LifeStory Publishing - Writing your story, establishing your legacy.
A Sister's Love



All proceeds got to a special fund administered by the sisters to support their favorite local ministries of mercy.


Few women—if any—are more loved and respected in the Metro-Jackson area and beyond than Sister Dorothea Sondgeroth and her six fellow Dominican Sisters who live in Jackson and have so faithfully loved and cared for thousands over decades.

Says Mississippi First Lady Deborah Bryant, who worked at St. Dominic’s with the Sisters for 39 years until her husband, Phil, was elected governor: “Calcutta has Mother Teresa’s Little Sisters of the Poor. Mississippi has its Dominican Sisters of St. Dominic’s who care for the sick of spirit and body.”

But early times were hard for these ground-breakers.

When the Sisters’ predecessors arrived in 1946 to found St. Dominic’s (it was then a small venture called the Jackson Infirmary), the Northern Catholic women were resisted strongly by Mississippi’s ubiquitous, male-dominated Baptist culture. The Sisters’ seemed strange, and the KKK burned a flag in front of their hospital after they became the first hospital in Jackson to desegregate patient hallways, restrooms, and dining areas.

Even the state legislature politically impeded the Sisters’ efforts to build what is now a landmark hospital on Lakeland Drive. Today, however, the Sisters’ love and winsome spirit has won over virtually everyone. Their sincere faith still permeates St. Dominic Health Services.

People of all backgrounds called them beloved. Says Bryant:

In 1946, the Sisters of the Springfield (Illinois) Dominican Order started the journey from a worn-down, four-story Jackson, Mississippi, infirmary to the present day St. Dominic Hospital. They did so against all odds amid harsh post-Depression days when segregation was alive and well and Catholicism was misunderstood and unwelcome nationally and certainly in Mississippi. Women in the workplace were unfathomable. The habit-clad Sisters were feminists before feminism was cool.
    … Heeding God’s call to love and heal, the forbearers of our current veteran St. Dominic’s Sisters came to the Magnolia State, which they considered a mission field. Called “pioneer Sisters,” all were from Illinois farm country.
    Today seven Sisters—several who lived among the original pioneer Sisters— work at the now-sprawling St. Dominic Health Services, which includes six subsidiaries and more than 4,000 employees. From a small building, they have built one of the largest private healthcare organizations in Mississippi. Before coming to Jackson, none had traveled south of Illinois. These Sisters are faith-filled, fun-loving folk; they are life-changers and life-menders. I know this because I have known them for decades.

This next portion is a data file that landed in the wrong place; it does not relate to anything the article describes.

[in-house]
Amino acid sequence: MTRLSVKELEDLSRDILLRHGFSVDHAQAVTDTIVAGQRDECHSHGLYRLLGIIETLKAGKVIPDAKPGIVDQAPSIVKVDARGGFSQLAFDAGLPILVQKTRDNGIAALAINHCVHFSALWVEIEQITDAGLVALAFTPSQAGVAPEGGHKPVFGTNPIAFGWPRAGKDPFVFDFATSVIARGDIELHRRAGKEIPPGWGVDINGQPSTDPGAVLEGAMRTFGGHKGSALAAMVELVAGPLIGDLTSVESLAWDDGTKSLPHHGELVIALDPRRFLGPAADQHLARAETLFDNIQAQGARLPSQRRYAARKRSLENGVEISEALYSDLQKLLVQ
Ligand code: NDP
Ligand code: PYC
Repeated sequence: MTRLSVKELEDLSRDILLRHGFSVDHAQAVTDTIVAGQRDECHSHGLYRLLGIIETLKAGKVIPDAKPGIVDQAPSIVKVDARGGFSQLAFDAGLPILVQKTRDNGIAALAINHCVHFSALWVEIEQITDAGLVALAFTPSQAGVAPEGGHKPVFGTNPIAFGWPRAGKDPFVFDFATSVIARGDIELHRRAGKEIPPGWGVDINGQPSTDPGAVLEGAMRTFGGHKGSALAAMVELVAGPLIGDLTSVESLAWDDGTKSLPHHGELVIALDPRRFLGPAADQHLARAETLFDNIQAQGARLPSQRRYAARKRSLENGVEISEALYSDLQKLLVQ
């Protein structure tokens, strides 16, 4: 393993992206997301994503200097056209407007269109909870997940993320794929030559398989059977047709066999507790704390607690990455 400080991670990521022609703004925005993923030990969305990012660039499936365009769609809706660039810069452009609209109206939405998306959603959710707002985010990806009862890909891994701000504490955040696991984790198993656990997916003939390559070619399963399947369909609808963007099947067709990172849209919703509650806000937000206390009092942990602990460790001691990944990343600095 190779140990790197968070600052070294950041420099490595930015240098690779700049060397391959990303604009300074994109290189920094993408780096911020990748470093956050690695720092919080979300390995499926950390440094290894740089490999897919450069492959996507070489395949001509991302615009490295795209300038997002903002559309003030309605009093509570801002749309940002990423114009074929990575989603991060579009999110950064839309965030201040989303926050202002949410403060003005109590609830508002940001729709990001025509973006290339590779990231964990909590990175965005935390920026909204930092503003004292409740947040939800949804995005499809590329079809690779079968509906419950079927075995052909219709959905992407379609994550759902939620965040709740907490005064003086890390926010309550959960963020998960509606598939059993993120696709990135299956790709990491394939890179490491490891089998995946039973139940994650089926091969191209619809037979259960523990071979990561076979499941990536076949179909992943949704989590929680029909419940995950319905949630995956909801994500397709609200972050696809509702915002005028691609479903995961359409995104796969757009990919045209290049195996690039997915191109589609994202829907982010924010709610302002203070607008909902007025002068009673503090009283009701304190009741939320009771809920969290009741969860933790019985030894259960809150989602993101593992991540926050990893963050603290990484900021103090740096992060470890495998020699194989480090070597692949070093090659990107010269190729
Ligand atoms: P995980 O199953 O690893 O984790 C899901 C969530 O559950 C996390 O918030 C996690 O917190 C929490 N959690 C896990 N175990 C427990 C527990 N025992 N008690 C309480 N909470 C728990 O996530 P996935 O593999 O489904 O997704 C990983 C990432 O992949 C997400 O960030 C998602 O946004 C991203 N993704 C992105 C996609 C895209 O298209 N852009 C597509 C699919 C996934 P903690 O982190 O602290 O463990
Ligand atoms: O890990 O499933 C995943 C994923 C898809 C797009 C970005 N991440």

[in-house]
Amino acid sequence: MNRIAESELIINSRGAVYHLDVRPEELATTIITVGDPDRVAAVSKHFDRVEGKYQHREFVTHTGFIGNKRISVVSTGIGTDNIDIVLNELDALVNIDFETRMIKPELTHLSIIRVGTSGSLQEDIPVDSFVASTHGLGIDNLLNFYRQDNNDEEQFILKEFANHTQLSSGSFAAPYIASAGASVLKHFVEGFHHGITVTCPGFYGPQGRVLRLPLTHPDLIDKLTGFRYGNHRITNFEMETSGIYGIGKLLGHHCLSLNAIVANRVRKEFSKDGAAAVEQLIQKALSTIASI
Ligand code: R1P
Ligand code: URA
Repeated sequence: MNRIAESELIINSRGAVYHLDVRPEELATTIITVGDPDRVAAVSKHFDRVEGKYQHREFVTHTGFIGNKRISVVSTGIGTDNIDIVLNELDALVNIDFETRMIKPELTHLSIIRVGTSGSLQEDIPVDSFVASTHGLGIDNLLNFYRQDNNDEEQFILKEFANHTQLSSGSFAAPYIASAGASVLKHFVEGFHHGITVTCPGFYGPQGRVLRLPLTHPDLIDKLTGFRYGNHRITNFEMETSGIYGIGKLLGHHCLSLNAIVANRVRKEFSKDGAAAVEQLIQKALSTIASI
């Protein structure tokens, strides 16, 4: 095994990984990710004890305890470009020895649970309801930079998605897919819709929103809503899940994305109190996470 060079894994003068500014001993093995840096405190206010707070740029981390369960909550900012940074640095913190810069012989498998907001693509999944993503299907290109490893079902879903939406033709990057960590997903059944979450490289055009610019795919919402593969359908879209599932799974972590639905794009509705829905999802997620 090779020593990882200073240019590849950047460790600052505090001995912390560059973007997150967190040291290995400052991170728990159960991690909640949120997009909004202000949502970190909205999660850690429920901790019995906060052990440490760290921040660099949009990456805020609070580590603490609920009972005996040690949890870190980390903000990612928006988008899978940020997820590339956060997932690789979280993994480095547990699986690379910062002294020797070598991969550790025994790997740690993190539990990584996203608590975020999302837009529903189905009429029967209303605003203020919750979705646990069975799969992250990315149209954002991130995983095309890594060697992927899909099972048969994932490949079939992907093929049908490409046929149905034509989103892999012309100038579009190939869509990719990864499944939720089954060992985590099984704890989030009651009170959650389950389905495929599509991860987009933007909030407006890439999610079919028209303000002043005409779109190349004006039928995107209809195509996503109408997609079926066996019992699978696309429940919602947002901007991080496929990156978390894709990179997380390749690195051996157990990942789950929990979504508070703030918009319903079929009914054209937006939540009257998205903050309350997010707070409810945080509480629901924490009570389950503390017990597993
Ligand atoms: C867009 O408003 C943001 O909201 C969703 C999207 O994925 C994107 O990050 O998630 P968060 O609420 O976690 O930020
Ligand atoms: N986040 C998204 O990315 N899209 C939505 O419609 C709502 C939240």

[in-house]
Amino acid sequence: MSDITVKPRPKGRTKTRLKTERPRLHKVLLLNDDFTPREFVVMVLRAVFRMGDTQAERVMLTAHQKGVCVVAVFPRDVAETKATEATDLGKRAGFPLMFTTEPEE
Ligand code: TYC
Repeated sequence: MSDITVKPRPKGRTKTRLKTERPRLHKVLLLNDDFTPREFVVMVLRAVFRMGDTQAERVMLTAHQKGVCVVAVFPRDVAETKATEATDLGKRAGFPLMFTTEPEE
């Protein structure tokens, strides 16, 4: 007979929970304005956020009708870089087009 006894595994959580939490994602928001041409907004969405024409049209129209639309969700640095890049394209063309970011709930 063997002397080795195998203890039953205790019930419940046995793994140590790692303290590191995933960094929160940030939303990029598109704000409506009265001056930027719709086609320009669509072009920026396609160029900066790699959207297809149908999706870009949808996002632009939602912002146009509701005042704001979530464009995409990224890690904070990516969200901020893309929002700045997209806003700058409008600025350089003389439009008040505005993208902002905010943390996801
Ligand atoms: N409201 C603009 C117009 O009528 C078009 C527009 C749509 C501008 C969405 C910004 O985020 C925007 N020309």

At the helm of the current Sisters is Sister Dorothea—a multitasking lover of God, men, and women—and Sister Trinita, Dorothea’s dearest friend who arrived in Jackson from Springfield, Illinois in the 1950s and has never left!

A Sister’s Love: The Story of the Dominican Sisters at St. Dominic’s is more than a coffee-table book, although it’s full of historic photos. It’s a thorough history. More than 300 pages tell the Sisters’ stories, inspiring and challenging.

Asks Bryant: “Do you want to believe that selflessness is possible today? Do you want to meet ladies who are not only Mississippi heroes but also national ones? Do you want to be inspired to offer hope to others?”  She says A Sister’s Love is the right prescription.

The book was the brainstorm of local ENT Dr. Jim House, who insists that Sister Dorothea and her fellow Sisters have made a great positive difference in his life. Indeed, the book is strewn with the inspiring journal writings of Sister Dorothea, dating  back to the early 1960s! Also included are writings from the earliest “Pioneer Sisters”  that were in a time capsule set for fifty years in the cornerstone of the original 6-story facility on Lakeland Drive.

The book starts with each Sister’s childhood, chronicling their youth, entry into the Springfield (IL) Dominican Convent, and matriculation over time to St. Dominic’s. Front and center is the story of a young girl called Dottie who had crushes on boys, loved to dance, adored fashion, and seemed to have the world on a string; then she was called to be a Sister, and Jackson has benefitted from Sister Dorothea’s faithfulness!

“We conferred with our leadership in Springfield, and we prayed a great deal,” says Sister Dorothea about the Sisters’ decision to submit to the book. “We so value our leaders at St. Dominic’s as well. We entered this journey with some trepidation and much prayer, as our lives are not about drawing attention to ourselves, but pointing toward our Savior. We all are deeply gratified and humbled by the final outcome. Joe Maxwell did a masterful job of weaving the story together. We hope it blesses others.”

The 420-page book will go on sale Saturday at Lemuria Bookstore. A VIP signing is set for 4-5 p.m. on Saturday, after which an hour signing is open to the general public. All proceeds from the book’s sales will go to a special fund to be managed by the Sisters to give aid to area causes.

CONTACT: Joe Maxwell at 601-594-0018